Joe Biden used a speech in Minnesota’s Iron Range on Friday to rip President Donald Trump as a “selfish” leader who “has no clue how to be president,” while touting his own pro-worker credentials as early voting in the midwestern battleground state kicked off.
Biden, speaking at a carpenter training center outside Duluth, touted the support he’s earned from labor unions, and hammered on the cultural differences between his background and Trump’s.
“This campaign is between Scranton and Park Avenue,” he said, referring to the city in Pennsylvania where he was born and the location of a Trump-owned luxury apartment building in Manhattan.
“It’s about time we rewarded work, not wealth,” Biden said.
And he repeatedly hit the president as unqualified, citing Trump’s pandemic response, and said, “I can’t think of any president who has acted so selfishly about his own re-election.”
The location of the speech, however, was more notable than its content. Biden and Trump are locked in a battle for Minnesota, a traditionally blue state that Trump lost by fewer than 45,000 votes in 2016. And with early voting in the state having kicked off on Friday, both men flew to the state to campaign.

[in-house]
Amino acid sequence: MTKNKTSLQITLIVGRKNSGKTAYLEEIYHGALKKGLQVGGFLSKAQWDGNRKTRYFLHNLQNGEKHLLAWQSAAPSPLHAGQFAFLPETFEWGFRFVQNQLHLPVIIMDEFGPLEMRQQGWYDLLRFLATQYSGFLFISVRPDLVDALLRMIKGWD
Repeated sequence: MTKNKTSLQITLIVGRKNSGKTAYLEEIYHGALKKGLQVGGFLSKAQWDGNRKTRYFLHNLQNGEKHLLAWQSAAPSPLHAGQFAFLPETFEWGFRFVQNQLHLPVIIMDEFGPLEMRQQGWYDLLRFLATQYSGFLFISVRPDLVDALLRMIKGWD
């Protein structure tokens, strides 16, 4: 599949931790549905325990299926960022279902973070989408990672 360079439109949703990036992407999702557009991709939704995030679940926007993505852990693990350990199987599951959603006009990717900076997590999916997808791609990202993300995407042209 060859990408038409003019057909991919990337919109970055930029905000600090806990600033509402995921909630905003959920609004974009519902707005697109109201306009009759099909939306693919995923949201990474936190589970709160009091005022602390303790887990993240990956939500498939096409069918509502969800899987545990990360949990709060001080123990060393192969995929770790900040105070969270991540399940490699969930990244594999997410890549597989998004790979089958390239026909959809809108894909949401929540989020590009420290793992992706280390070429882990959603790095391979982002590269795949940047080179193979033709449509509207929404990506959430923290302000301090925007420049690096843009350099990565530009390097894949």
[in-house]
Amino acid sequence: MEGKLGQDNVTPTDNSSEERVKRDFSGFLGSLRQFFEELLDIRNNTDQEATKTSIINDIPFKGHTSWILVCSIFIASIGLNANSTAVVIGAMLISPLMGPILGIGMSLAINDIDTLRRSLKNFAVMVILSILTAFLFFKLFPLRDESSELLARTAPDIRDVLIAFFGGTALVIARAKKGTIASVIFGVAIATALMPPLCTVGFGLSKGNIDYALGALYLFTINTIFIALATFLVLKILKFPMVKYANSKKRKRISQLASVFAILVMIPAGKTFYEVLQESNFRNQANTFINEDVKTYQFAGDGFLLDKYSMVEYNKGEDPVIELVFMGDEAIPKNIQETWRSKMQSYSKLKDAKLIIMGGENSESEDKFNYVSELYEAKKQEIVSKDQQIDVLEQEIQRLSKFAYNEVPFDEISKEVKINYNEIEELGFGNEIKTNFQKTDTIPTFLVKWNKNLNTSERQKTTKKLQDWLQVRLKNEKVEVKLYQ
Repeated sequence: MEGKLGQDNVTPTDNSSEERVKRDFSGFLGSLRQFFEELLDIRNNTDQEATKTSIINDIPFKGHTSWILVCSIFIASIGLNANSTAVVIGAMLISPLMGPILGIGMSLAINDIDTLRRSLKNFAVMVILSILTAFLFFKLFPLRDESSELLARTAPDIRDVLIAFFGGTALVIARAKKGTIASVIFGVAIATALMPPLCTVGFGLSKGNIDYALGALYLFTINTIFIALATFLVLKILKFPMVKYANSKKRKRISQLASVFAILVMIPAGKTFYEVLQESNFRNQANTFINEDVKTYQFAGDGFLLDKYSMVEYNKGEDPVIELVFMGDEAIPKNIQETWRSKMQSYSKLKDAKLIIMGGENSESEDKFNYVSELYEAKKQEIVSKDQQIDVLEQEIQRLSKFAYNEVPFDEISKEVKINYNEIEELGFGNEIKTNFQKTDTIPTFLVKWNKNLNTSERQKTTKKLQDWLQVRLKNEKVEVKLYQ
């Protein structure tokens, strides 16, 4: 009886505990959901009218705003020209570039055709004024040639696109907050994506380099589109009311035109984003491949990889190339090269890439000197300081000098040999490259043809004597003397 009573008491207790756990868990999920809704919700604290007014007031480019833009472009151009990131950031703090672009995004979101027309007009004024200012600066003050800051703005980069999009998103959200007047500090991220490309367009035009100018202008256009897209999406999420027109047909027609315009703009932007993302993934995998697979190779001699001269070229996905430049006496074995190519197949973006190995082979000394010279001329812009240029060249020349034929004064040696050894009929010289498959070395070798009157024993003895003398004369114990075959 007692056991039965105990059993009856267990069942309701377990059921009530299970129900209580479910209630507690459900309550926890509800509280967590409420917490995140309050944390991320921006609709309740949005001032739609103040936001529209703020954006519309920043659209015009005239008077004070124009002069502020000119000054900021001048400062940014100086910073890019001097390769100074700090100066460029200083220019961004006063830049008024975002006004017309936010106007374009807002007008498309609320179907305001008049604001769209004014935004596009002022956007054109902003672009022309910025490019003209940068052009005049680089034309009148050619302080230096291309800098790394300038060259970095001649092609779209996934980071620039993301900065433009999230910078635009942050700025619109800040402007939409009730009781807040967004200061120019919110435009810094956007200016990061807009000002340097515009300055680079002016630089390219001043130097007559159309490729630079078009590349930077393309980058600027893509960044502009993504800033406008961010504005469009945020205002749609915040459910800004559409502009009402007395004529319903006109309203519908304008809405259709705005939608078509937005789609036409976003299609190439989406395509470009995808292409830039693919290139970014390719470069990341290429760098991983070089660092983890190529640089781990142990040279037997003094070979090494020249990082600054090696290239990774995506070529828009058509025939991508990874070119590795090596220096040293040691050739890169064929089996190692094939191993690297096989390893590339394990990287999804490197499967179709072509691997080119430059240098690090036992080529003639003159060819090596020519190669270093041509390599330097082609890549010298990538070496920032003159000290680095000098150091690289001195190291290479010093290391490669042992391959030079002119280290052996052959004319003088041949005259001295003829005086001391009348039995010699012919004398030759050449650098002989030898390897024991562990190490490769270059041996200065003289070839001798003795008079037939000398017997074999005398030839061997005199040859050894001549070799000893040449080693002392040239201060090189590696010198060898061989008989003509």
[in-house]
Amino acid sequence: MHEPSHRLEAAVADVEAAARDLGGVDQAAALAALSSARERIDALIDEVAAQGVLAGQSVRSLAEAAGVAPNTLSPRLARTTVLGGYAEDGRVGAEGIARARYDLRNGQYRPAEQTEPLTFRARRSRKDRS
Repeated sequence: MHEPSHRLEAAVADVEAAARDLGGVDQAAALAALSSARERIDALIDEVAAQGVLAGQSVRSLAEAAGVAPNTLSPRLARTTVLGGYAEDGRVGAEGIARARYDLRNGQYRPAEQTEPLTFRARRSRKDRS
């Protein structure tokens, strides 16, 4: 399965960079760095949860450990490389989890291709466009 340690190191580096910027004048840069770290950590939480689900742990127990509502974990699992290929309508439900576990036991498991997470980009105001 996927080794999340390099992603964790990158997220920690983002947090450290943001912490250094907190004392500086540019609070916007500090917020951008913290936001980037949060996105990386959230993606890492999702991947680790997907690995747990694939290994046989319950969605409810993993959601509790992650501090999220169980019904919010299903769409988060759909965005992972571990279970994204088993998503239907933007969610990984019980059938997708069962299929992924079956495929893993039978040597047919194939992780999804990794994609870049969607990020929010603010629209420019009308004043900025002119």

The difference in Minnesota in 2020 might come down to how each candidate performs in the Iron Range, a mostly rural region bordering Lake Superior. Once reliably Democratic and home to strong labor unions, the Iron Range was a Trump stronghold in 2016, has benefited from his trade policy, and could help deliver Trump Minnesota’s 10 Electoral College votes.
As a result, both candidates have ramped up their campaign operations in the state in recent days.
Trump will hold a rally later Friday in Bemidji, about 200 miles north of Minneapolis, and last week, Donald Trump Jr., one of the Trump campaign’s top surrogates, visited Duluth.
Minnesota, however, likely remains a heavy lift for Trump. An ABC News/Washington Post poll of likely voters released earlier this week showed Biden leading Trump, 57 percent to 41 percent, while another poll earlier this month conducted by The New York Times and Siena College showed Biden leading among likely voters in Minnesota by 9 percentage points.
No Republican has won statewide in Minnesota since 2006.